It gets messy when clean energy plays dirty

SEP 29, 2018 | Matt Markey | Toledo Blade


Then the sludge barrel is opened, and the spin machine is set to turbo. Commissioner Mike Kerschner, a Republican who opposes the current arrangement with wind energy companies, then gets blasted by the pair of apron-wearing, county fair pie-baking mavens. “I guess Kerschner is against good jobs, better schools, and lower taxes,” they conclude in the radio spot. Giggles follow.

This is clean energy playing dirty.

The radio ads, which saturated the air waves in recent weeks, are the product of a Columbus-based entity with the seemingly innocuous name Economic Prosperity Project. Follow the dusty, purposely circuitous trail further, and you’ll find a Florida-based outfit named Strategic Image Management was paid $20,600 to concoct the radio ads. On its website, one Strategic Image Management employee brags about successful efforts “where TEA Party candidates were used to syphon Republican votes in swing districts to help Democrats retain or flip seats.”

. . .

Economic Prosperity Project keeps its financiers confidential. Calls to sPower, the Salt Lake City-based entity behind the Seneca Wind project, to inquire if they funded the radio campaign, were not returned.

It gets even swampier when you consider the potential damage that 80-some giant turbines could inflict on bald eagles, migratory birds, and bats. Wind energy companies hire their own experts, conduct their own studies and carefully carve out their own conclusions.

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The Seneca Wind project also takes the birds vs. blades debate to a new height, since some of the turbines proposed could reach more than 650 feet at the apex of the blade tip, about 250 feet taller than the turbines west of Bowling Green.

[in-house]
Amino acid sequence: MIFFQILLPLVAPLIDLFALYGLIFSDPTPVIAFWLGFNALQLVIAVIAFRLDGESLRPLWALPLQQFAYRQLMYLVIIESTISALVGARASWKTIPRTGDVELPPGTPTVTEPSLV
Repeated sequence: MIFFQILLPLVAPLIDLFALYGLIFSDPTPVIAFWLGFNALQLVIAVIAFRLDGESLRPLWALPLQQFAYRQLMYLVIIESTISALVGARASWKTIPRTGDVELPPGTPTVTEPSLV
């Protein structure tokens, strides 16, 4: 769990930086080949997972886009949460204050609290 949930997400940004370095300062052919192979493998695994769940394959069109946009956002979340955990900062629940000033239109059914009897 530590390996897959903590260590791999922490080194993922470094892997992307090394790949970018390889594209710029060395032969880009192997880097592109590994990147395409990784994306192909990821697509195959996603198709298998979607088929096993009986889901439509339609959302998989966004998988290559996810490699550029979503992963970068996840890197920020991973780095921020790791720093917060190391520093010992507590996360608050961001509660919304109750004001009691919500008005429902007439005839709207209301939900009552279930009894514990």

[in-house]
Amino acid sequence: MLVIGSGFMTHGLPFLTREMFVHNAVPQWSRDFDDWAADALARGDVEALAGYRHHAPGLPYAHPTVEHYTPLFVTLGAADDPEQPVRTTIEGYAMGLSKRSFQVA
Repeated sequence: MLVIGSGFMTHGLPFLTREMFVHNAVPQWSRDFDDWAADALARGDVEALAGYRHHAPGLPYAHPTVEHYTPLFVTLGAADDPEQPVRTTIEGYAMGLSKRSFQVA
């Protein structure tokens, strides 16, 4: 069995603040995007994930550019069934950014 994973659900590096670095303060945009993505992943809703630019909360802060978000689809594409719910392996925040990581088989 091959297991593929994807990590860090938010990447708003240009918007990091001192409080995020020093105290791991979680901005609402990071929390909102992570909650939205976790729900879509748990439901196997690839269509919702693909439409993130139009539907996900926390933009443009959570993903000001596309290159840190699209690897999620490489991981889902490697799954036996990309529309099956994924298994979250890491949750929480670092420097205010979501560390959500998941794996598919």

“By going that high, they’ve just added another layer of birds that are now at risk,” Shieldcastle said.

He is not a lone voice in the wilderness with his concerns about where wind turbines are placed.

And then there is the human impact. Some Seneca County farmers signed wind turbine leases years ago when they were sold by John Deere. That paper changed hands a few times before landing in sPower’s portfolio, and the prospect of one farmer’s 650-foot tall wind turbine casting its huge King Kong erector set shadow over a neighbor’s rural estate has created a schism of tension and resentment across the wind project’s 25,000-acre footprint in Scipio, Venice, Reed, Bloom and Eden townships.

“This wind project will change Seneca County to look like Seneca County on mars,” said Jim Feasel, a retired builder who owns an 800-acre farm in the county but turned down significant financial overtures to put wind turbines on his property. “I just couldn’t do that to my neighbors.”



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